Millennials and Leadership. Are they Ready?
By Chuck J. Boddy, CAPP
Millennials, born between 1981-1995 (depending on who you ask), not to be confused with Generation Z born between 1996-2010, are now the largest generation and make up majority of the workforce.
In the past, there have been negative stereotypes about the generation being lazy, stupid, and entitled. However, research shows that they can also be ambitious, entrepreneurial, and prefer meaningful work. Working from home and flexibility, especially since the pandemic hit, is something that can really win over their hearts when it comes to attracting and retaining them.
Baby Boomers are nearing or are well into their retirement years; therefore, there is a need to prepare millennials to fill leadership roles. Although the much smaller Generation X is still around and will continue to move into leadership positions, it’s inevitable that many mid-level positions will need to be filled by the younger generations now as the Boomers head off to greener and warmer pastures.
But are millennials ready to be the boss? How can we develop our next generation of leaders?
Mentorship in and out of the workplace is a great way to help them prepare for leadership roles. Millennials thrive on networking and connecting, so mentorship is a great way to provide engagement and inspiration. Leadership training, constant feedback and recognition goes a long way with millennials, which helps with learning accountability and how to better measure success.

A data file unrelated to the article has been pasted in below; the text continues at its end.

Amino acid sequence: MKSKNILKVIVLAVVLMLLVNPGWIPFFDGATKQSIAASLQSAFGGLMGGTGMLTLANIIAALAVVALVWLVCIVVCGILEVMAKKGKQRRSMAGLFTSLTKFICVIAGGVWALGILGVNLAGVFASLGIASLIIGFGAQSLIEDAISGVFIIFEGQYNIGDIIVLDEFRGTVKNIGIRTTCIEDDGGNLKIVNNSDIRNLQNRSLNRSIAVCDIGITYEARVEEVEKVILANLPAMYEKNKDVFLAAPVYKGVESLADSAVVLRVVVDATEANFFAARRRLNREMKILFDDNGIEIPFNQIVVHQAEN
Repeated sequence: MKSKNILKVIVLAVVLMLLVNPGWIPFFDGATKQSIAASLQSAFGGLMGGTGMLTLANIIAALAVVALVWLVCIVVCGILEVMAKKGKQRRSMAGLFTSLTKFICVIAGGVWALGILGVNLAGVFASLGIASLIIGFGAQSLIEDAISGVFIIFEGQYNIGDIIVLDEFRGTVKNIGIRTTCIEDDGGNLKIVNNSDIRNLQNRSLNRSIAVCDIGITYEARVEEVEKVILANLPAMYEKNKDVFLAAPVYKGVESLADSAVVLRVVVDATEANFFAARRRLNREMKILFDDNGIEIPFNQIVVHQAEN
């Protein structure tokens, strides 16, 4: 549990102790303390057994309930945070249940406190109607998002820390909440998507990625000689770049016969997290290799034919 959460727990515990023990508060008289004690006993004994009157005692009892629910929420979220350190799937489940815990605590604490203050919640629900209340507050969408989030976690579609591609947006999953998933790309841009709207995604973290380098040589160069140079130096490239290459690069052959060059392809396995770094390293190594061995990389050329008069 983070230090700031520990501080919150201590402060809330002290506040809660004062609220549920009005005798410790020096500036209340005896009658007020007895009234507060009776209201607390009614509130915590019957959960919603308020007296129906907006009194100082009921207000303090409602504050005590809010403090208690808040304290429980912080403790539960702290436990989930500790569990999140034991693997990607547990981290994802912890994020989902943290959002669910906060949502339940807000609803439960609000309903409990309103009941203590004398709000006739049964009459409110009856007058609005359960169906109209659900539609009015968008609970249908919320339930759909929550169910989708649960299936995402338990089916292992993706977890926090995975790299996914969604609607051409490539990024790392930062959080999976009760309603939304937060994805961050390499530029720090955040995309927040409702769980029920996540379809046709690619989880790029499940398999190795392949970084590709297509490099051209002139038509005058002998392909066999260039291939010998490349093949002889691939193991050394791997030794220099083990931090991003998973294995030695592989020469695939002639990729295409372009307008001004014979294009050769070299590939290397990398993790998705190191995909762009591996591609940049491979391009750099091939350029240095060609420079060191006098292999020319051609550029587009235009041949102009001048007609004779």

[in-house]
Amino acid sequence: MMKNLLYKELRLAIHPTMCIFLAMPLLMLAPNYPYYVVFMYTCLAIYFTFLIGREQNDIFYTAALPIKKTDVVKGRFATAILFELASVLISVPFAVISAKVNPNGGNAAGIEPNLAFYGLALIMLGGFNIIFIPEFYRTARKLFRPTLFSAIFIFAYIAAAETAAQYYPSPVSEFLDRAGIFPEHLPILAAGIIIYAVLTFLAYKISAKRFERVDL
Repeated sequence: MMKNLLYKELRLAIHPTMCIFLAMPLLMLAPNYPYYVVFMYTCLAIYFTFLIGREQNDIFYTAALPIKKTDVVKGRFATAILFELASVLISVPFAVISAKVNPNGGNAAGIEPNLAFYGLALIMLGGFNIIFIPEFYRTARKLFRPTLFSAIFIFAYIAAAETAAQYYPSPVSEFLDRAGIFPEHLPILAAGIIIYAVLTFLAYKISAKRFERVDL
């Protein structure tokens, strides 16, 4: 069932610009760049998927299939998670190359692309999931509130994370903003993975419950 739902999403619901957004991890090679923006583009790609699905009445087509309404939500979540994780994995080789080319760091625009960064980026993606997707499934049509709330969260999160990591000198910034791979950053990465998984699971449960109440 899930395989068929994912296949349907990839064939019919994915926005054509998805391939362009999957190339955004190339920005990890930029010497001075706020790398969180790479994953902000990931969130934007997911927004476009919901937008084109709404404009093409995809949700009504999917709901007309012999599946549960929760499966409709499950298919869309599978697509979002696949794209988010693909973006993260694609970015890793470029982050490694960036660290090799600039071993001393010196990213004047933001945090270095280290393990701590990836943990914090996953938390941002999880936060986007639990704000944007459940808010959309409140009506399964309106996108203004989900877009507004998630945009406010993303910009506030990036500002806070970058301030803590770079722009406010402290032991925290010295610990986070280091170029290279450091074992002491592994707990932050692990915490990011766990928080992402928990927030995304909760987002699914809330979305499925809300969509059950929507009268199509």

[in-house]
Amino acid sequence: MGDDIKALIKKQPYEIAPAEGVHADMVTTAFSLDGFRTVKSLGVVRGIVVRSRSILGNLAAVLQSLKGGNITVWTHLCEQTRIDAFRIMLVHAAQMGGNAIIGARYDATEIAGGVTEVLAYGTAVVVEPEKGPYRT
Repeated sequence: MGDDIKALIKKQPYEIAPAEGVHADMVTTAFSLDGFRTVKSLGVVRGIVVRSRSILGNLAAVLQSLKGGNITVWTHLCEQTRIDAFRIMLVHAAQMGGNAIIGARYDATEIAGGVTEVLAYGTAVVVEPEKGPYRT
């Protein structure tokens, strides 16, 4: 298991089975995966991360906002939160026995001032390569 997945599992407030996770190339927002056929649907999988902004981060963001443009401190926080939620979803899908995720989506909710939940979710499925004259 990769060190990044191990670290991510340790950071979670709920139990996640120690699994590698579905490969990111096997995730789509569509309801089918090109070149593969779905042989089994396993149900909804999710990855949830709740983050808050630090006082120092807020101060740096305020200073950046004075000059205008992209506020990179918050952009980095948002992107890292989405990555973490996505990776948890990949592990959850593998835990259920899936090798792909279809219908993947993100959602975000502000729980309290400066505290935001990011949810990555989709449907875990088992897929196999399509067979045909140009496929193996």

At the end of the day Millennials are here to stay, so adapting to a changing workforce and having millennials prepared to lead is essential to the success of any organization.
Chuck J. Boddy, CAPP, is Director for UMBC Parking Services. He can be reached at firstname.lastname@example.org.
By Chuck J. Boddy, CAPP
On many college and university campuses, mandatory fees can increase the overall costs to attend an institution. From technology fees to other auxiliary fees such as recreation, student activities, or a transportation fee, many services or offerings would be impossible without a fee.
At UMBC, (University of Maryland Baltimore County) the parking and transportation departments are separate. Parking is under the division of administration and finance, and transportation is under the division of student affairs. Although this structure is no longer common in the university sector, as far I know, our leadership has no plans to change it anytime soon.
UMBC has a non-refundable transportation fee that supports the maintenance of parking facilities, shuttle buses, the campus program of traffic control, and parking administration. The student judicial parking appeals board, which is separate from the parking department, hears the appeals and adjudicates contested parking citations.
One great thing about the transportation fee is that students do not have to pay out of pocket for a parking permit, as it is included in the mandatory fee. The not so great thing is that many students decide to drive to campus, as they look at it as parking being free, since they do not have to physically pay for it. Crazy? I know, I’ll save that topic for a different post. Financially, this works out well because both the transportation and parking departments are always fully funded. This keeps the cost of our citations, parking permits, and visitor parking rates much lower than those of our peers. The rates have only increased once since 2012. So, as we look to future and look for alternative ways to fund our departments, there will always be pros and cons to consider.
Chuck J. Boddy, CAPP, is director, UMBC Parking Services.